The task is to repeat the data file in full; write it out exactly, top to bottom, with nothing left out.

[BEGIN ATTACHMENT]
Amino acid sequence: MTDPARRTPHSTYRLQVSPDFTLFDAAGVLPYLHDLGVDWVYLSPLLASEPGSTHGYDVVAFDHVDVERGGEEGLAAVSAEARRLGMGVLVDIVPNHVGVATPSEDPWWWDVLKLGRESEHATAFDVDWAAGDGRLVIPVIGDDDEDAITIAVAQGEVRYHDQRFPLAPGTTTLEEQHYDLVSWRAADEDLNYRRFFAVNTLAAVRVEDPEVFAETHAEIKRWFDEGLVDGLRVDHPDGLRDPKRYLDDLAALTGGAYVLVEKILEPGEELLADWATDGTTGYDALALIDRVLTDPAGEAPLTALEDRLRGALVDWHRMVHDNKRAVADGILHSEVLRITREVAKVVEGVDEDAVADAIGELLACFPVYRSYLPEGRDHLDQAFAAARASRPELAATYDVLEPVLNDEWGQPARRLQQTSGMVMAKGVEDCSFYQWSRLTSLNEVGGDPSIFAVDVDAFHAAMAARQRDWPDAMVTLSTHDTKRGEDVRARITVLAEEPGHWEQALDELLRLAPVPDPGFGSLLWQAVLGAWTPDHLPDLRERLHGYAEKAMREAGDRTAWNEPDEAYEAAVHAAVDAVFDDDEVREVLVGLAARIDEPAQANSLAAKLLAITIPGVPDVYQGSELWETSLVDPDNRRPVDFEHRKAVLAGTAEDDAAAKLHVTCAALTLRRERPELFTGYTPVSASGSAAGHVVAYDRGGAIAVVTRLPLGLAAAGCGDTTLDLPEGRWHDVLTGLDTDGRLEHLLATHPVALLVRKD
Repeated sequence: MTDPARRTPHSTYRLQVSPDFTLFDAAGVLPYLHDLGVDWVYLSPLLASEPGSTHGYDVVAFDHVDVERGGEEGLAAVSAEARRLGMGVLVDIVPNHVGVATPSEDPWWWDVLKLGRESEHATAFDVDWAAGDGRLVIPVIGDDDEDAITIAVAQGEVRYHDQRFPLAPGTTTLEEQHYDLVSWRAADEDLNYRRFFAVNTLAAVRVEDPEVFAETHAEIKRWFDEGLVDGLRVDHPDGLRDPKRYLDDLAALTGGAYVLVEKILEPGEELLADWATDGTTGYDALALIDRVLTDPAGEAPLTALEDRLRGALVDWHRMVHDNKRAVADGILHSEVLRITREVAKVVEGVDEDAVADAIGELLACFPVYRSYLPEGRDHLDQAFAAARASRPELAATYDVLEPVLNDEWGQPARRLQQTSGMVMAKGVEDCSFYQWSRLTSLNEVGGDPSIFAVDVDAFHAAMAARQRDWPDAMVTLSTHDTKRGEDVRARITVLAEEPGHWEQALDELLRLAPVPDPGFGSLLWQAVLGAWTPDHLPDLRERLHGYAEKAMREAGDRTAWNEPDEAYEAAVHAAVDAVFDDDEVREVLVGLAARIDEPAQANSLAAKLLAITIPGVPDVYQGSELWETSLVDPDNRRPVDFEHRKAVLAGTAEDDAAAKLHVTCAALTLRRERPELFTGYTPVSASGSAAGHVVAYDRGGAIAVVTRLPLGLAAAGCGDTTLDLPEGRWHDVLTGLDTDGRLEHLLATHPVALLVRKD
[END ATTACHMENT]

Amino acid sequence: MTDPARRTPHSTYRLQVSPDFTLFDAAGVLPYLHDLGVDWVYLSPLLASEPGSTHGYDVVAFDHVDVERGGEEGLAAVSAEARRLGMGVLVDIVPNHVGVATPSEDPWWWDVLKLGRESEHATAFDVDWAAGDGRLVIPVIGDDDEDAITIAVAQGEVRYHDQRFPLAPGTTTLEEQHYDLVSWRAADEDLNYRRFFAVNTLAAVRVEDPEVFAETHAEIKRWFDEGLVDGLRVDHPDGLRDPKRYLDDLAALTGGAYVLVEKILEPGEELLADWATDGTTGYDALALIDRVLTDPAGEAPLTALEDRLRGALVDWHRMVHDNKRAVADGILHSEVLRITREVAKVVEGVDEDAVADAIGELLACFPVYRSYLPEGRDHLDQAFAAARASRPELAATYDVLEPVLNDEWGQPARRLQQTSGMVMAKGVEDCSFYQWSRLTSLNEVGGDPSIFAVDVDAFHAAMAARQRDWPDAMVTLSTHDTKRGEDVRARITVLAEEPGHWEQALDELLRLAPVPDPGFGSLLWQAVLGAWTPDHLPDLRERLHGYAEKAMREAGDRTAWNEPDEAYEAAVHAAVDAVFDDDEVREVLVGLAARIDEPAQANSLAAKLLAITIPGVPDVYQGSELWETSLVDPDNRRPVDFEHRKAVLAGTAEDDAAAKLHVTCAALTLRRERPELFTGYTPVSASGSAAGHVVAYDRGGAIAVVTRLPLGLAAAGCGDTTLDLPEGRWHDVLTGLDTDGRLEHLLATHPVALLVRKD
Repeated sequence: MTDPARRTPHSTYRLQVSPDFTLFDAAGVLPYLHDLGVDWVYLSPLLASEPGSTHGYDVVAFDHVDVERGGEEGLAAVSAEARRLGMGVLVDIVPNHVGVATPSEDPWWWDVLKLGRESEHATAFDVDWAAGDGRLVIPVIGDDDEDAITIAVAQGEVRYHDQRFPLAPGTTTLEEQHYDLVSWRAADEDLNYRRFFAVNTLAAVRVEDPEVFAETHAEIKRWFDEGLVDGLRVDHPDGLRDPKRYLDDLAALTGGAYVLVEKILEPGEELLADWATDGTTGYDALALIDRVLTDPAGEAPLTALEDRLRGALVDWHRMVHDNKRAVADGILHSEVLRITREVAKVVEGVDEDAVADAIGELLACFPVYRSYLPEGRDHLDQAFAAARASRPELAATYDVLEPVLNDEWGQPARRLQQTSGMVMAKGVEDCSFYQWSRLTSLNEVGGDPSIFAVDVDAFHAAMAARQRDWPDAMVTLSTHDTKRGEDVRARITVLAEEPGHWEQALDELLRLAPVPDPGFGSLLWQAVLGAWTPDHLPDLRERLHGYAEKAMREAGDRTAWNEPDEAYEAAVHAAVDAVFDDDEVREVLVGLAARIDEPAQANSLAAKLLAITIPGVPDVYQGSELWETSLVDPDNRRPVDFEHRKAVLAGTAEDDAAAKLHVTCAALTLRRERPELFTGYTPVSASGSAAGHVVAYDRGGAIAVVTRLPLGLAAAGCGDTTLDLPEGRWHDVLTGLDTDGRLEHLLATHPVALLVRKD